Council to resist compulsory introduction of Independent Hearing Assessment Panels

Central Coast Council is set to go into battle to retain its planning powers, with the passing of a resolution at its January 29 meeting to resist the introduction of an Independent Hearing Assessment Panel (IHAP) for the region.
Mayor Jane Smith put up a successful Mayoral Minute, with councillors resolving to support Local Government NSW’s campaign against the compulsory introduction of IHAPs to local government areas.
The panels, each comprising a chair, two independent expert members and a community member, assess Development Applications (DAs) made to local councils and were made mandatory for all Sydney Councils and Wollongong City Council from March 1, 2018.
According to the NSW Department of Planning, they are put in place so the process of assessing and determining DAs with a high corruption risk, sensitivity or strategic importance are transparent and accountable.
The NSW Government now wants to extend the panels to Newcastle and the Central Coast, but Smith said the introduction of a panel on the Coast would cost Council money and reduce its level of service delivery to the community.
“This is an issue of concern to councillors all over the state,” Smith said.
“We want to see legislation changed so these panels are not mandatory.
“Some councils might benefit from expert input, but basically, they are taking planning powers away from communities.
“A key consideration for any DA should be public interest, and democratically elected representatives are best placed to consider that.”
Smith said it was worth noting that the current State Government made a pre-election promise of returning powers to councils.
She stressed that ratepayers would be expected to pay for the cost of establishing and running the panel, which has been estimated at a cost of $100,000 per year, but would probably cost more on the Central Coast due to the number of applications regularly received.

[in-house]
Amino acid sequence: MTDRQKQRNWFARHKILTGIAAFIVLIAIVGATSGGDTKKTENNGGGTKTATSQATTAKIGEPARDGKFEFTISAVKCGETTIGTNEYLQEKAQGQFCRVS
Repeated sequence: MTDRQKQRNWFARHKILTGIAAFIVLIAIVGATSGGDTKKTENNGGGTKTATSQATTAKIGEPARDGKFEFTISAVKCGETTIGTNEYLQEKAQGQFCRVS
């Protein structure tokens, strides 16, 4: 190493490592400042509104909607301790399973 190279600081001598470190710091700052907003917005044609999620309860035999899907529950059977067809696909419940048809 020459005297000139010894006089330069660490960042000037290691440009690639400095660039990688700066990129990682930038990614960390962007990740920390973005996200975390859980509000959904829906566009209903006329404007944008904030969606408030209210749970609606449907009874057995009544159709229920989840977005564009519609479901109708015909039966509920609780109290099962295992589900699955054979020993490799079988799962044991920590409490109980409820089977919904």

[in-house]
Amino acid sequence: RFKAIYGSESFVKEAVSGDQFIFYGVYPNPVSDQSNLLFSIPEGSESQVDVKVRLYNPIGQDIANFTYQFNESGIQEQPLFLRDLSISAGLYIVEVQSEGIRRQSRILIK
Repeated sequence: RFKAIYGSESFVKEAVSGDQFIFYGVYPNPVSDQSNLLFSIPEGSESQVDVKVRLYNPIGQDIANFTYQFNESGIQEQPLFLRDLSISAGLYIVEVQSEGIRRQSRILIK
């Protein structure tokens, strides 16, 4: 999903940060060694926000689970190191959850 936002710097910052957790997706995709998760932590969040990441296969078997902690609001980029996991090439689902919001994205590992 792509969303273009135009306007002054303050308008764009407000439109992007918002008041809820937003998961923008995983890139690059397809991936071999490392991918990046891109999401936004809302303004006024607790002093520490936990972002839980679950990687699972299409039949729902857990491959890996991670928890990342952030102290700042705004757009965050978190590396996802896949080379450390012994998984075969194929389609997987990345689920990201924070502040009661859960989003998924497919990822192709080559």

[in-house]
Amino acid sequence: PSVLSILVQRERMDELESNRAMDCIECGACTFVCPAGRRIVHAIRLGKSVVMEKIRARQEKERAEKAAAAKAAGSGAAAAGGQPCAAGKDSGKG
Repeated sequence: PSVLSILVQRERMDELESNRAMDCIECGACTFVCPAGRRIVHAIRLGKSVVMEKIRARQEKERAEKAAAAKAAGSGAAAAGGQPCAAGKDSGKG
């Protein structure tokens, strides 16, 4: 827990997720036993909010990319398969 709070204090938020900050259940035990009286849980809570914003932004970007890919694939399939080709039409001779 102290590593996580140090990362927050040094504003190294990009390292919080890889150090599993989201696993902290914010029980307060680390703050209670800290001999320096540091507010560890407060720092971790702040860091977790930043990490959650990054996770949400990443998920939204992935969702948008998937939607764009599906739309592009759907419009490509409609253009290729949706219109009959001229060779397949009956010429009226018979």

Council would also be required to cover court costs if IHAP decisions were challenged by applicants, even though Council would not have been the decision making authority.
Despite complaints from, Councillor Greg Best, that councillors had been given only five days to consider the Mayoral Minute, and an unsuccessful amendment to provide a more considered response to the complex Kaldos Report which recommended IHAPs to the Minister for Planning, councillors voted to move immediately.
They resolved that Council would reaffirm its position that it must be the decision maker for all planning matters on the Central Coast that aren’t subject to determination by the Hunter and Central Coast Regional Planning Panel and oppose the introduction of an IHAP for the Central Coast.
Council also resolved to work with Local Government NSW and other councils to campaign to restore planning powers to communities.
Council will write to the Minister for Planning and local State MPs and candidates on the Central Coast calling for pledges for a reform of the NSW planning system to restore the right of councils to choose whether to use local panels.

Source:
Agenda item 1.4
Central Coast Council meeting, Jan 29
Interview, Jan 30
Central Coast Mayor, Jane Smith
Reporter: Terry Collins

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